I know some of you in B. A. G. A. have memories that can backtrack a little further than mine, However the following lines may bring back a few, for you, and introduce new members who were not in the area as to how things were.
Those of you who remember comedian Rob Wiltons,s catch Phrase “The day the war broke out”, well I was born a few days after in 1940 at 22 Forresters Road. By the the mid 1940s I was beginning to notice that my Dad was a keen gardener with just over 1,000 sq yards of ground at the back of the house.. Like many people during the war and into the early 1950s, we also kept three pigs ,two dozen hens, and a few geese as well as a fair sized vegetable plot.The pigs we kept in an old Anderson shelter with a small run, the hens were along side the pigs in large sized pen, and the geese we kept on the lawn near the house. They made a hell of a mess of the lawn I can tell you. By Christmas Uncle Bill Lord helped dad get them ready for the table, This was when I was about four years old, glad to see them go. Being small, the geese looked like Pterodactyls, anyway I could have my play area back.
As I said previously dad was a gardener, and in 1946 B.A.G.A. was formed, so dad joined on the 21 November1946 No 109. Mr J D Guy who was a founder member, was the secretary at that time, he lived at “Norwood” Sapcote road Burbage ,not many houses had numbers in those days. B.A.G.A. was also a member of the National Allotments & Gardens Society Ltd, which at that time had over 4,000 Societies associated with it.
Before 1953 Brookside did not exist, so coming from Hinckley along the Burbage Road, from the right hand to Sketchley Hill was all fields.The old part of Forresters Road and Sunny Hill. Was the first road on the right you came to with any development,and some of those plots were not built on until the mid 1950s. A very rural Parish.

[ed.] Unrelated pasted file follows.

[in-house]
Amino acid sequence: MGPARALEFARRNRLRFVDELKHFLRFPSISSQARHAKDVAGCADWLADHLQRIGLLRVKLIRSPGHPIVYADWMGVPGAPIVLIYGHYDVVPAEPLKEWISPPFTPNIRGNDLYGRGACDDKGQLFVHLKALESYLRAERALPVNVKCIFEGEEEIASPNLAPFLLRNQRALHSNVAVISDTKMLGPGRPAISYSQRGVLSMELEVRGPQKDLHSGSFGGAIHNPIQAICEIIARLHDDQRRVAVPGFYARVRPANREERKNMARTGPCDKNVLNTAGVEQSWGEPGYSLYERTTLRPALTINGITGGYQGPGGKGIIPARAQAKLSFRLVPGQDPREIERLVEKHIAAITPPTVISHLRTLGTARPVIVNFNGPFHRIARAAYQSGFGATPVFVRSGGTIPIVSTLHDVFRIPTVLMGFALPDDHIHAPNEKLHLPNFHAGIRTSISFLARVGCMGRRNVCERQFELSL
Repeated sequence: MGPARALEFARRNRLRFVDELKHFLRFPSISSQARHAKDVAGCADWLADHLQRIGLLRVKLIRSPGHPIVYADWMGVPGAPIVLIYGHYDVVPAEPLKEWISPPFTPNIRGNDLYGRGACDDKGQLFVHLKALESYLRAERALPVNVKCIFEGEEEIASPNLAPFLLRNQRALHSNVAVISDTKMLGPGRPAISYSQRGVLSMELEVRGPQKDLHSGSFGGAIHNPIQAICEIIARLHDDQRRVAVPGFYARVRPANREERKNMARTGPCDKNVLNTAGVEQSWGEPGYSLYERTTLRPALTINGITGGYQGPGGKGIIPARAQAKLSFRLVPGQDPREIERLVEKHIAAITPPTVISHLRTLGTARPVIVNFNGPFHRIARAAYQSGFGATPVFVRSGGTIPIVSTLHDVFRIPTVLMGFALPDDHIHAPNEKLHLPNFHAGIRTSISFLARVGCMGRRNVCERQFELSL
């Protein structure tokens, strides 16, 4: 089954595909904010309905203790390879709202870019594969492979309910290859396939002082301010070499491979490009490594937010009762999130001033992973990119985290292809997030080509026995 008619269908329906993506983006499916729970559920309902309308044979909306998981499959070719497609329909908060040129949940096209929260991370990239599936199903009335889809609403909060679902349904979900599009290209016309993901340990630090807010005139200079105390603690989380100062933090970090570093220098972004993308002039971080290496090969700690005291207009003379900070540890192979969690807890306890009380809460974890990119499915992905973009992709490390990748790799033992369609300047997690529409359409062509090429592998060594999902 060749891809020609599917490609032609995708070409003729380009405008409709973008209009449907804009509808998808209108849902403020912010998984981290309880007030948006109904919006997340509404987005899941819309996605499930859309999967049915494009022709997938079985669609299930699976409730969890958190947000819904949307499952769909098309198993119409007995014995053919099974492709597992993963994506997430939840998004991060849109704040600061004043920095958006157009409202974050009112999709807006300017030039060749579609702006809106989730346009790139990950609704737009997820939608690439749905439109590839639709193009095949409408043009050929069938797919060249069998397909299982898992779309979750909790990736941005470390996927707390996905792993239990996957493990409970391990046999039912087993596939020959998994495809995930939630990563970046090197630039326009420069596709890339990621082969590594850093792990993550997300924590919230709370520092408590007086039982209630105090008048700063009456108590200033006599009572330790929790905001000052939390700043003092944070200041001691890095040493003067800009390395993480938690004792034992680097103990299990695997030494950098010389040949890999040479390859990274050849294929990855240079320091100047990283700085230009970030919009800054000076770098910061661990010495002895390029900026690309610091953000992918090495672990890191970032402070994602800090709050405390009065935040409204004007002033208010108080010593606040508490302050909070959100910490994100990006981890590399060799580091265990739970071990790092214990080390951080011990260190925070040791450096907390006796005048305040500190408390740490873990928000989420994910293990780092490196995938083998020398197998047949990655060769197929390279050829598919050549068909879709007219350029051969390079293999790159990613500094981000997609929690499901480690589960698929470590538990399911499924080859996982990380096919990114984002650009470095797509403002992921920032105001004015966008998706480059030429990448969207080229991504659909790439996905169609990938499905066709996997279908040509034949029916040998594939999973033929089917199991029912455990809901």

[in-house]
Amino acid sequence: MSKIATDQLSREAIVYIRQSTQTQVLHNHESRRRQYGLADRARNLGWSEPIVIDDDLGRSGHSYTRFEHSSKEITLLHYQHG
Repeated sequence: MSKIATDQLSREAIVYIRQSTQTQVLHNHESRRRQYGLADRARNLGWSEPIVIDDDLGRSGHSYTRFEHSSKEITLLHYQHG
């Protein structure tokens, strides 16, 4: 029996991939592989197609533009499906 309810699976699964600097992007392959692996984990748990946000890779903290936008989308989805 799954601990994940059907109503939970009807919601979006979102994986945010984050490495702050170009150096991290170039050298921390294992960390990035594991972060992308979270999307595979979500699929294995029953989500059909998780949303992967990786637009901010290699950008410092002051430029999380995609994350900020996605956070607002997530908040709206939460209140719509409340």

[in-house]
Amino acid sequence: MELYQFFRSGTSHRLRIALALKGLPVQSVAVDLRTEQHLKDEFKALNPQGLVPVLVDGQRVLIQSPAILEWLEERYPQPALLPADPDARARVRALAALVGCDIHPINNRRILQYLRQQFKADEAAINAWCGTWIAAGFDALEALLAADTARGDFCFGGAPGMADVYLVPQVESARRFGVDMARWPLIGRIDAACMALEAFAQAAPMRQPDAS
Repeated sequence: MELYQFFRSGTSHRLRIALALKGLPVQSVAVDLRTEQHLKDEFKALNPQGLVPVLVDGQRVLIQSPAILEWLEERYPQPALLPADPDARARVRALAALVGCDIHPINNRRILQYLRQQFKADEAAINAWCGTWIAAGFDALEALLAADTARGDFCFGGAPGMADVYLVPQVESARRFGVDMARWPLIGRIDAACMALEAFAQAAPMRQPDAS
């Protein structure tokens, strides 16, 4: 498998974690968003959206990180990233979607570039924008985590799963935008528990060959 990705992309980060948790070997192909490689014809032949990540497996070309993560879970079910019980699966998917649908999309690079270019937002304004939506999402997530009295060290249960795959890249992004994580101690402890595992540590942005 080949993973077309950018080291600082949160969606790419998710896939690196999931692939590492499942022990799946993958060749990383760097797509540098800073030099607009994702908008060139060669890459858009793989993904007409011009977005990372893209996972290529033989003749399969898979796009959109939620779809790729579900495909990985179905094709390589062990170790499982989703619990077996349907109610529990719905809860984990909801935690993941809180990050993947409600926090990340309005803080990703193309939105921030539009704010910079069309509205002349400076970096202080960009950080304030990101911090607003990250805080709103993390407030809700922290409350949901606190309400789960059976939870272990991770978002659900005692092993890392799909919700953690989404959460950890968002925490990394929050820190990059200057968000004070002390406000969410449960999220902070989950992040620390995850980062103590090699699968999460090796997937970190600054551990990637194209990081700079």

Burbage contained many acres of plant nurseries. In 1916 on the Hinckley Road, opposite Hastings High School playing field, there was was 2 ¼ acres. Then along Grove Road, on the site of the present Infant School, was all nursery extending over the Wesley walk footpath .Further down Grove road on the right into Sketchley road ,was the main part of the Burbage nurseries established in 1773.In the early part of this century the proprietor was Mr hurst who resided at” The Grove” since demolished to make way for Grosvenor Crescent. In the 1930s Mr George Geary F.R I.C.S .was the proprieter.In it hey day the Burbage Nurseries covered over fifty acres. It was a general type, selling trees, ornamental trees shrubs, roses etc .
On a particular Sunday in Summer,when the roses were in full bloom the gates would be opened for the public to stroll around, and donations were collected for the local Darby & Joan.
One of my Dads receipts I have is dated March 1937 and was for 50 green privet @ seven shillings,25 golden privet @ sixteen shillings, the telephone had just been changed from 27 to227 because many more houses were being connected to the exchange.
There were another two nurseries in Burbage, smaller than the others, yet both were important. The first in Occupation Road(now Crossways) owned by Mr Percy Robinson. He was a specialist Chrysantheum grower. He was still in 1955. From his catalogue of 1935 you could buy choice Japanese varieties from Five shillings a dozen, new varieties would cost one and six each.
The last nursery to close in Burbage was Herbert Robinsons “Victoria Nurseries” on Coventry road where Robinson Way is now situated. This was a unique nursery in that Herbert Robinson was Rose, Pyrethrum, Delphinium and Apple breeder. I believe ,it was in 1950s he was awarded the MBE for his sevices to Horticulture. Many of his roses were sold internationally, though Idoubt that many are now on the market, however .
I Iist some you may remember:
- Hybrid Tea- Year Produced
- Elaine(1050) Pink
- Moon beam(1950) Pale Yellow
- Gay Crusader(1948) Orange Scarlet yellow outside
- Princess Marina (1935) Light coppery orange salmon